Sunday, 17 February 2013

Simplicity within depth

After countless hours of pondering on the subject, materializing ideas to test them out, scrapping those same ideas and losing sleep over trying to find a solution, I have come to a realization: great strategy board games all have one thing in common.  Their designers were able to achieve simplicity within depth.  

                Anyone can think up a complex game where many elements interact and make for deep strategizing. The real challenge in designing a strategy game is creating that same depth of strategy while keeping the game mechanics simple enough as to not break the momentum or make players lose interest in the main goal of the game.

                With such a design, the effort required by the player to ‘’use’’ the game is greatly diminished. The game takes care of all the tedious details and provides (effortlessly) the critical information required for strategic thinking. I feel that few game designs achieve this, not because their game designers didn’t care about this concept but because it’s a difficult thing to achieve.

                For example, in one of my designs I try to recreate the world fisheries market. Players all own a fishing company, they trade stocks of their company with other players, resource (fish) scarcity plays a big role and market prices and world consumption of each fish type vary as the game goes on. When I came up with this idea I was ecstatic. I thought this was my best idea yet. This game design simulates ‘’offer and demand’’, how financial capitalism causes overfishing and even corporate sabotage. There were many ways to become the richest player and many things to consider at all times.  This game was, on paper, my most ambitious and promising project yet.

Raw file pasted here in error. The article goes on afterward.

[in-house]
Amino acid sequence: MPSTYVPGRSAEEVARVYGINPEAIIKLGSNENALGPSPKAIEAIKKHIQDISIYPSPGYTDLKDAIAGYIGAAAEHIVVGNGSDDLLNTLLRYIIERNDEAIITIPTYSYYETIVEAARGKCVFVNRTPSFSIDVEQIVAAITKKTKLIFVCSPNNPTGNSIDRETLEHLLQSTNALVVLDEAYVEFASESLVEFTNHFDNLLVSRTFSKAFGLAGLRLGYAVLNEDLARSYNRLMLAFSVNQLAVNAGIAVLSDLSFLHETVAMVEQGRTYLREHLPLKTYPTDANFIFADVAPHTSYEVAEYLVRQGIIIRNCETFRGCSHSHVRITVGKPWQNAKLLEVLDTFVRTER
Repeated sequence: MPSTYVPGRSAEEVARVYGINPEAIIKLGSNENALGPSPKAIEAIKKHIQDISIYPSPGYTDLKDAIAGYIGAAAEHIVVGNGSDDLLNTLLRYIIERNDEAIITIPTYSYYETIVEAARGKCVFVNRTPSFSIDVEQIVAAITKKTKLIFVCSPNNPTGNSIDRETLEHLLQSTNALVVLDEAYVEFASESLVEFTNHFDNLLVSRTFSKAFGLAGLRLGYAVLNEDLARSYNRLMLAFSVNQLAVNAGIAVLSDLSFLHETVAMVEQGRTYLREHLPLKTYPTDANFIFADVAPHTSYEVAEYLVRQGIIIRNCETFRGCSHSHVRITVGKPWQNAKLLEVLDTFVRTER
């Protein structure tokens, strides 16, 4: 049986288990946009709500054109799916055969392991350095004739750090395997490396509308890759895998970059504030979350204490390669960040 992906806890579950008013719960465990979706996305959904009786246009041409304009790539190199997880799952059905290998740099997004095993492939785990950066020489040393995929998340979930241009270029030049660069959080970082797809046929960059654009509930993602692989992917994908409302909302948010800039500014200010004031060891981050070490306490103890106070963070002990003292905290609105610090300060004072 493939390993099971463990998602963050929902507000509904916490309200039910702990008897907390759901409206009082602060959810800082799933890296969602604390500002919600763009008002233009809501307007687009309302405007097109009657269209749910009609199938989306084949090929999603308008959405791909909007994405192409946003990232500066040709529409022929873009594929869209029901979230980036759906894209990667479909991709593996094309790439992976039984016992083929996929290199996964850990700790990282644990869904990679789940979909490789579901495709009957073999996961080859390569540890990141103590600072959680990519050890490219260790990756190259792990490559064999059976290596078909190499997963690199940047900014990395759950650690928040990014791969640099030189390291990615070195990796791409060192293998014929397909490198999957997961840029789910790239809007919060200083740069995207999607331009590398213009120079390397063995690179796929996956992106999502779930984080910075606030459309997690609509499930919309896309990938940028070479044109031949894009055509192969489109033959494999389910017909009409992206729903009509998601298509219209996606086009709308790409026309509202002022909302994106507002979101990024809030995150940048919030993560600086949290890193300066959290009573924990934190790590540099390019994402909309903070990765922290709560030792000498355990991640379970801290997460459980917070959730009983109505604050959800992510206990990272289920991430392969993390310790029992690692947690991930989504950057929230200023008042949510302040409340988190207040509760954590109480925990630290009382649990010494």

But once I finally built/gathered all the prototype pieces, sat down and tested this for the first time, it hit me like a brick in the face… There is way too much counting, the handling of the game parts is too tedious and both of these factors make the strategizing feel fragmented and the game feel like a chore.

                So I tried modifying rules, making the numbers smaller so they are easier to count, even scrapping whole game mechanics but I was never able to simplify the game play enough without seriously compromising the depth of strategy.

                And so I am left humbled by the genius of great game designers who are able to achieve simplicity within depth. But I’m not about to throw in the towel just yet! Maybe my fisheries game will not be the game with which I can achieve a simple and deep design but I can assure you that the day will come when I do.

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